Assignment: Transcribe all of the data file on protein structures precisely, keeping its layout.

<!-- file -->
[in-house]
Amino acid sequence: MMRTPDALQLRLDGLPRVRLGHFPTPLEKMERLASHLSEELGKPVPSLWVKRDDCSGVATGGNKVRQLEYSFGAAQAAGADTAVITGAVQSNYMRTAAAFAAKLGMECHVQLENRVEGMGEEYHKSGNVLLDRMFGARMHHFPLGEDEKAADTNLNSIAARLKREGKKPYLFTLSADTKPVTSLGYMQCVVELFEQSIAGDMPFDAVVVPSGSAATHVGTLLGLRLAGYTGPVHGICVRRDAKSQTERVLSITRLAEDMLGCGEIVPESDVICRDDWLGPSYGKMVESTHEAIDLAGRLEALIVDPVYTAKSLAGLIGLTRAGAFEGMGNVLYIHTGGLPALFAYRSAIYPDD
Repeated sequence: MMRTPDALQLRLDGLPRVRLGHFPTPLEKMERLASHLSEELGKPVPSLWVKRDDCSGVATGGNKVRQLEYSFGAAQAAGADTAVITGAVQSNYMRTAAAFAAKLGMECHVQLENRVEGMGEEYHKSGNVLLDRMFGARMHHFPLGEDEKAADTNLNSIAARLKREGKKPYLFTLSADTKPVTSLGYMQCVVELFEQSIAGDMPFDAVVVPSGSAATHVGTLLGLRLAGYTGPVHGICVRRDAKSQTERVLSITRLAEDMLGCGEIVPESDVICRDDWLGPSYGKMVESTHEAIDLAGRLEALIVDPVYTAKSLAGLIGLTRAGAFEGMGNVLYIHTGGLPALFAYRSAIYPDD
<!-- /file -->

[in-house]
Amino acid sequence: MMRTPDALQLRLDGLPRVRLGHFPTPLEKMERLASHLSEELGKPVPSLWVKRDDCSGVATGGNKVRQLEYSFGAAQAAGADTAVITGAVQSNYMRTAAAFAAKLGMECHVQLENRVEGMGEEYHKSGNVLLDRMFGARMHHFPLGEDEKAADTNLNSIAARLKREGKKPYLFTLSADTKPVTSLGYMQCVVELFEQSIAGDMPFDAVVVPSGSAATHVGTLLGLRLAGYTGPVHGICVRRDAKSQTERVLSITRLAEDMLGCGEIVPESDVICRDDWLGPSYGKMVESTHEAIDLAGRLEALIVDPVYTAKSLAGLIGLTRAGAFEGMGNVLYIHTGGLPALFAYRSAIYPDD
Repeated sequence: MMRTPDALQLRLDGLPRVRLGHFPTPLEKMERLASHLSEELGKPVPSLWVKRDDCSGVATGGNKVRQLEYSFGAAQAAGADTAVITGAVQSNYMRTAAAFAAKLGMECHVQLENRVEGMGEEYHKSGNVLLDRMFGARMHHFPLGEDEKAADTNLNSIAARLKREGKKPYLFTLSADTKPVTSLGYMQCVVELFEQSIAGDMPFDAVVVPSGSAATHVGTLLGLRLAGYTGPVHGICVRRDAKSQTERVLSITRLAEDMLGCGEIVPESDVICRDDWLGPSYGKMVESTHEAIDLAGRLEALIVDPVYTAKSLAGLIGLTRAGAFEGMGNVLYIHTGGLPALFAYRSAIYPDD